Healing the Wounded Child: (re)-integrating the child into the family by Lark Eshleman, PhD

On September 24, 2009, 9:14 am

This presentation will give an overview of normal, healthy attachment development and what happens if attachment development goes awry. Healthy attachments are formed between infant and parent when the child learns that his or her needs will be met in a predictable way by a loving, trusted adult. What happens if attachment does not develop in a positive way? What if adults are faced with parenting a child who has needs they cannot meet? Many children on the autism spectrum are isolated not just by the nature of the disorder, but also by the fact that loving parents may lack the tools and support needed to help them function on a day-to-day basis, much less make progress over time. Families often feel shame, fear, and frustration in not knowing how to parent an autistic child or keep others in the family safe. Here are practical suggestions and insights that can help on a day-to-day basis.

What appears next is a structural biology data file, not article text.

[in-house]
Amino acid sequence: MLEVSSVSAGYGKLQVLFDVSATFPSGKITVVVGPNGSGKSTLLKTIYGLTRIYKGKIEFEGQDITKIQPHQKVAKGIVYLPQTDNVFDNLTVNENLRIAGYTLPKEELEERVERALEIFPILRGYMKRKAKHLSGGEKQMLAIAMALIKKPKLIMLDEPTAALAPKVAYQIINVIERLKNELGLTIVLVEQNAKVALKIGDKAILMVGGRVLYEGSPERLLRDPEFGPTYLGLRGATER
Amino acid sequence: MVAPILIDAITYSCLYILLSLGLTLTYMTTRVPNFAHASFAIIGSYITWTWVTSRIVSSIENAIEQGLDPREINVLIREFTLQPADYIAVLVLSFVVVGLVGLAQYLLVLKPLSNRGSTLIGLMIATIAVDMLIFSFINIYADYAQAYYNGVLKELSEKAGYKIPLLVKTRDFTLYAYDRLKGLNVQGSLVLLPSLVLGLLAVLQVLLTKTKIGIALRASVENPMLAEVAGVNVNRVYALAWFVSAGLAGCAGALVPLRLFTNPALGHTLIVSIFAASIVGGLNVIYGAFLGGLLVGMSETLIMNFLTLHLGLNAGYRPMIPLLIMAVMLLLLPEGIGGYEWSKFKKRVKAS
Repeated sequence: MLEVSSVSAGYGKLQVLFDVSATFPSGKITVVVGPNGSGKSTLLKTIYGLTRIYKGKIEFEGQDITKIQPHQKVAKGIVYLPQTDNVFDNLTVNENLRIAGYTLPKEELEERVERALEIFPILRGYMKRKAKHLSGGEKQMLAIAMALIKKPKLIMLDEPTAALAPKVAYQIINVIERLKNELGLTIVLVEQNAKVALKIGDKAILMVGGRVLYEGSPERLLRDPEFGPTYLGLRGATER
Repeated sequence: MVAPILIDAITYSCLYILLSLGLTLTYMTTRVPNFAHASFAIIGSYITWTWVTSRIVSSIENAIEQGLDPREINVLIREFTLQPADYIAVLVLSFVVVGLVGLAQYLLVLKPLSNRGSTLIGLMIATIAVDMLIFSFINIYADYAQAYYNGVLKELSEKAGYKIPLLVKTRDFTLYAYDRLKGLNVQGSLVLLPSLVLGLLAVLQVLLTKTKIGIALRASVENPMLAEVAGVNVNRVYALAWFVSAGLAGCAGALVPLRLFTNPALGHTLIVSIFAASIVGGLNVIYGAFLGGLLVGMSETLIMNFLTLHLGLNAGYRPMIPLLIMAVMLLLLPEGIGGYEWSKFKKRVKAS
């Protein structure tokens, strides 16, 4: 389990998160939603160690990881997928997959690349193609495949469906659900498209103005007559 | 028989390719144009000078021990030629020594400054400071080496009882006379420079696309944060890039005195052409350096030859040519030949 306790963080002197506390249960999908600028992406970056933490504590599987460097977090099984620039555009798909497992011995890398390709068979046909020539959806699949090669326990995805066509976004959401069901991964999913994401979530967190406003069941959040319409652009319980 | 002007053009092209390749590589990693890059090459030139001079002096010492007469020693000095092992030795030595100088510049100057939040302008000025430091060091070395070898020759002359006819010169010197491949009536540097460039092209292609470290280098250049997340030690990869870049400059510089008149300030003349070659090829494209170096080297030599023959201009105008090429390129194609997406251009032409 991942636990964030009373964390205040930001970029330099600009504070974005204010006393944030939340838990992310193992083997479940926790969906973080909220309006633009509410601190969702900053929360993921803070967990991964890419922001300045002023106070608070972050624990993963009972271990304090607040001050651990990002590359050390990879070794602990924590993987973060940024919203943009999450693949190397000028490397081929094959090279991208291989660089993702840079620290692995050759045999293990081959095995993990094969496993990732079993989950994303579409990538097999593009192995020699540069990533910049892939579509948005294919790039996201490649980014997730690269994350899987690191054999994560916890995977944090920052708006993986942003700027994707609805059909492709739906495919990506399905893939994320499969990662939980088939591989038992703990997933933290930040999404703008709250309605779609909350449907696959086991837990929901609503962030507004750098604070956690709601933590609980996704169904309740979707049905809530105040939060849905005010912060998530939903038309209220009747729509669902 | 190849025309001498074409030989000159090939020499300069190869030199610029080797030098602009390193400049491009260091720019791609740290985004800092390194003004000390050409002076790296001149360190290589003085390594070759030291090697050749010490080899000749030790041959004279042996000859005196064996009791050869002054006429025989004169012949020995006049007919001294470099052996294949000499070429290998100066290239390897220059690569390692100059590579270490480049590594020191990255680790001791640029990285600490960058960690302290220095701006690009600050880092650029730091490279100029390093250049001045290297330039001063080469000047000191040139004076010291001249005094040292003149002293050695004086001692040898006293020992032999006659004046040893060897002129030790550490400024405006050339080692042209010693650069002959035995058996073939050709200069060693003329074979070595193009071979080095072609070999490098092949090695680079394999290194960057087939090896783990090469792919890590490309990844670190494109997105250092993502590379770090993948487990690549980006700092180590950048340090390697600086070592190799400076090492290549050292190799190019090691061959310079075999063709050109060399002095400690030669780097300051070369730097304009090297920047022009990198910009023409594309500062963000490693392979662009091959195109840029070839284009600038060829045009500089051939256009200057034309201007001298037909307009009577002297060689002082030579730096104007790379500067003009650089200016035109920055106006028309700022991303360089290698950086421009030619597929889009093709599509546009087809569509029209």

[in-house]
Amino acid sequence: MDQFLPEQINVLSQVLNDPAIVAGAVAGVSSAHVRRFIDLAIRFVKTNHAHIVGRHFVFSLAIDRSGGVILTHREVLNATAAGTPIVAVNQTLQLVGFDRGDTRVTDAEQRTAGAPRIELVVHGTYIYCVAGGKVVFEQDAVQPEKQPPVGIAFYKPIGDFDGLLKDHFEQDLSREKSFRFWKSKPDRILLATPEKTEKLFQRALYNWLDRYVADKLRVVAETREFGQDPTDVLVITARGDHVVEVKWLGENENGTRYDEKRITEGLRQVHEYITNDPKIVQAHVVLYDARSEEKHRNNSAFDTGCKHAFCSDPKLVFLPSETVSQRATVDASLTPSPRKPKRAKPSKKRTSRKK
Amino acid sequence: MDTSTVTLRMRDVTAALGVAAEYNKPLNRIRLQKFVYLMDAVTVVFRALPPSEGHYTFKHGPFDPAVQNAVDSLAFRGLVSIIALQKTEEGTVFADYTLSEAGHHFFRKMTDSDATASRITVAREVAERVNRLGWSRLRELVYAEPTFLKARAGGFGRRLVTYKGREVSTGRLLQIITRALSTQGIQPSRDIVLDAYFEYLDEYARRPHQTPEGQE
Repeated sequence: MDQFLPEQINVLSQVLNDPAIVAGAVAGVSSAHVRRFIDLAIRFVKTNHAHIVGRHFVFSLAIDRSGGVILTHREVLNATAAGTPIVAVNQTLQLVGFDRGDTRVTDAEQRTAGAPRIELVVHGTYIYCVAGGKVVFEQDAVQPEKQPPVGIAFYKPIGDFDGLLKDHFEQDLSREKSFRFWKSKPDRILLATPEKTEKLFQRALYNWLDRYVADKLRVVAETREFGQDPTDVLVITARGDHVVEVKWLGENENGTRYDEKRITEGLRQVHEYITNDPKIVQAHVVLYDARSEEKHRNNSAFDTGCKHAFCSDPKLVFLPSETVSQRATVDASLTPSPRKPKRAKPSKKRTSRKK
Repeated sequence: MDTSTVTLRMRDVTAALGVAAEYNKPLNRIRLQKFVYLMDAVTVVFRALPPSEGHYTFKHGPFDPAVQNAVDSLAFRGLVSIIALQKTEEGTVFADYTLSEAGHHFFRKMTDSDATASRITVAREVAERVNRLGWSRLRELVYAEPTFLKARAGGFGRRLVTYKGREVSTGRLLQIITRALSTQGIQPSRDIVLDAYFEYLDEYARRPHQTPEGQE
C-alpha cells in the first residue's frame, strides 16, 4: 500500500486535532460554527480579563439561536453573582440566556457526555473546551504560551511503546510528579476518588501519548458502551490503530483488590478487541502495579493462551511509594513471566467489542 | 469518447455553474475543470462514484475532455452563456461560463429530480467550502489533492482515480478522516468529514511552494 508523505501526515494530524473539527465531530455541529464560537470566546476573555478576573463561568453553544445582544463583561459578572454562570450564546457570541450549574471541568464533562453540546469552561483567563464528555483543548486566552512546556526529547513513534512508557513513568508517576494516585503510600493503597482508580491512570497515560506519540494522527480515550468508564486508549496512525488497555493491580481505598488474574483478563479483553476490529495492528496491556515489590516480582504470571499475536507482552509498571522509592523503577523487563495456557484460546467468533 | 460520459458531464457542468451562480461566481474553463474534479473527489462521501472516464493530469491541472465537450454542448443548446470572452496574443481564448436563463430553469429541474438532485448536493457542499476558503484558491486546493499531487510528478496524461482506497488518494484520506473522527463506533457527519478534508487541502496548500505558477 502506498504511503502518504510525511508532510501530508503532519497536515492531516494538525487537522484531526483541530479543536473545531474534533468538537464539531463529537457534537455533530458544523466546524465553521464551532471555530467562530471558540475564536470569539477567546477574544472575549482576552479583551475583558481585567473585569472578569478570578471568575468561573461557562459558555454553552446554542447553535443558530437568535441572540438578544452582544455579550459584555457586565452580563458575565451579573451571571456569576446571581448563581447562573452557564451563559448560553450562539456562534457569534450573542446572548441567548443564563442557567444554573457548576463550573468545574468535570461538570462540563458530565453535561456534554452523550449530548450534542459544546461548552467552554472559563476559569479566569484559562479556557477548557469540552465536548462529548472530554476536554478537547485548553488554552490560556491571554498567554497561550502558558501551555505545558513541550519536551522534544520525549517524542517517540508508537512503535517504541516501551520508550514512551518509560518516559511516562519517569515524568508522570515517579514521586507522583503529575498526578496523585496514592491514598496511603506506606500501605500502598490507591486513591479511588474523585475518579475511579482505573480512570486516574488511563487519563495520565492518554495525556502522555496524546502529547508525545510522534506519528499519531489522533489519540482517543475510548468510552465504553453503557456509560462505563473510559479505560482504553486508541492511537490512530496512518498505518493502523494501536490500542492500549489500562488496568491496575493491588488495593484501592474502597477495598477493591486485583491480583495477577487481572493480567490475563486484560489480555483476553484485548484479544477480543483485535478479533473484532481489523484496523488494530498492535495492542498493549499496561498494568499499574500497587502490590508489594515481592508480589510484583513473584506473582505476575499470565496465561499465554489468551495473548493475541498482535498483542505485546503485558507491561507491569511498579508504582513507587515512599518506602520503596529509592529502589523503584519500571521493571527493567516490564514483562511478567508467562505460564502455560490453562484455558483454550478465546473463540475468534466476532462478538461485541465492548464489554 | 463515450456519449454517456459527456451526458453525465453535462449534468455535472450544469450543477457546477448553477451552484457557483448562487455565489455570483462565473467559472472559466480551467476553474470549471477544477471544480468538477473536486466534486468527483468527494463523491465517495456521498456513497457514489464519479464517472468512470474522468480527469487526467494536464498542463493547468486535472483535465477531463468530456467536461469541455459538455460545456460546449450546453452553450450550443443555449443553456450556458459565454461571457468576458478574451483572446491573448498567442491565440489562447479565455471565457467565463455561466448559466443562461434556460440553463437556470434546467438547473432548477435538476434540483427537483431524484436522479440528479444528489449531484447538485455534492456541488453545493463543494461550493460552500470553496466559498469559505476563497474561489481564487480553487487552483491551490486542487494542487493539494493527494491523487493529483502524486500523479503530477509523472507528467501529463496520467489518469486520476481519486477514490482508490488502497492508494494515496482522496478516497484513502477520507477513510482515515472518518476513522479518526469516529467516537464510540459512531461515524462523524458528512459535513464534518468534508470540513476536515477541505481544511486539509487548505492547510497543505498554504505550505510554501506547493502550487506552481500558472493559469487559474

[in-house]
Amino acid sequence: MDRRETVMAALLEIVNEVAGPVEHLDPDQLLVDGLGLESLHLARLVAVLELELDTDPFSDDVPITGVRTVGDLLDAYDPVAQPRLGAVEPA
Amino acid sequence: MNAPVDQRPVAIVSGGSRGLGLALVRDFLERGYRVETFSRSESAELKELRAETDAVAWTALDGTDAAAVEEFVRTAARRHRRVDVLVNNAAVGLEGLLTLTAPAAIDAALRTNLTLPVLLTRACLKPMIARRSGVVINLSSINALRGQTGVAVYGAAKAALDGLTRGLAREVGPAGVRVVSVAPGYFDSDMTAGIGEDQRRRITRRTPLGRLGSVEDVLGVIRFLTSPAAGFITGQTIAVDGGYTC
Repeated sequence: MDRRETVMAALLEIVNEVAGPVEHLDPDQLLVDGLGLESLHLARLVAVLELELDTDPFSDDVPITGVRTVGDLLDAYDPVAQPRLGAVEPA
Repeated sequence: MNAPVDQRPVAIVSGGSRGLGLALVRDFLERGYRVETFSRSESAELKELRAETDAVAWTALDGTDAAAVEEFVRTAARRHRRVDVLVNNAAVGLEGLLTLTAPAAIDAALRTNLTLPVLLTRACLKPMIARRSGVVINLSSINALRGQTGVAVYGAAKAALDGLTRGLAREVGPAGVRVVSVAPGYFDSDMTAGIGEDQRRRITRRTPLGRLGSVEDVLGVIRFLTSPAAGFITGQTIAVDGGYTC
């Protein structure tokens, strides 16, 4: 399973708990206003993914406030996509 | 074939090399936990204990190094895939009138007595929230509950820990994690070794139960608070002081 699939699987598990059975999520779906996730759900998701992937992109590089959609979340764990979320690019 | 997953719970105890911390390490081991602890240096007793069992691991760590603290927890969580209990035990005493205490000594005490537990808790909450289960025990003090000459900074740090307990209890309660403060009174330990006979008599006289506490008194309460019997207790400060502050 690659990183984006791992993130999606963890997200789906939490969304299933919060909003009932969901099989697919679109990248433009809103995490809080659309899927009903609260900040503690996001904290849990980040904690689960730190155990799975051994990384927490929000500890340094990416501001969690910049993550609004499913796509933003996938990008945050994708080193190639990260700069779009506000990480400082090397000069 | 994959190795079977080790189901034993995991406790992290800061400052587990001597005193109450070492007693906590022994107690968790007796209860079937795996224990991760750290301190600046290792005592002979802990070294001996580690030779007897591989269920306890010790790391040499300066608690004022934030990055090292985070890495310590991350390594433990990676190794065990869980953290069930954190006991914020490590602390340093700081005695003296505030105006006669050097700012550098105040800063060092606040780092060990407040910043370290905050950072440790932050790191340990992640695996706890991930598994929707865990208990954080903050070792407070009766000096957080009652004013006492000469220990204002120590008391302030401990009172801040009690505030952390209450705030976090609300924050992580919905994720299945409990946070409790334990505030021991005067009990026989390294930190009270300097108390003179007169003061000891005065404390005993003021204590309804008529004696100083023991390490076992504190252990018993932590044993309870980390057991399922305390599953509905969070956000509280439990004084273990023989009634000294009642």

Lark Eshleman, PhD is a child and adolescent psychotherapist. She is a certified school psychologist in Pennsylvania and board certified in domestic violence by the American Academy of Experts in Traumatic Stress. An expert in working with children who have experienced early emotional trauma, attachment difficulties, neglect and abuse, Dr. Eshleman is the founder and director of the Institute for Children and Families (ICF) in Lancaster, Pennsylvania, a leading treatment center for children who suffer from the effects of early trauma. Her international work is highlighted by her development of a treatment and training program to help children and families devastated in the war in the former Yugoslavia; that program continues to be used today in areas of crisis around the world. She is the author of Becoming a Family: Promoting Healthy Attachments with Your Adopted Child (Taylor Publishing Company) as well as other publications and has contributed family and professional magazines and journals.

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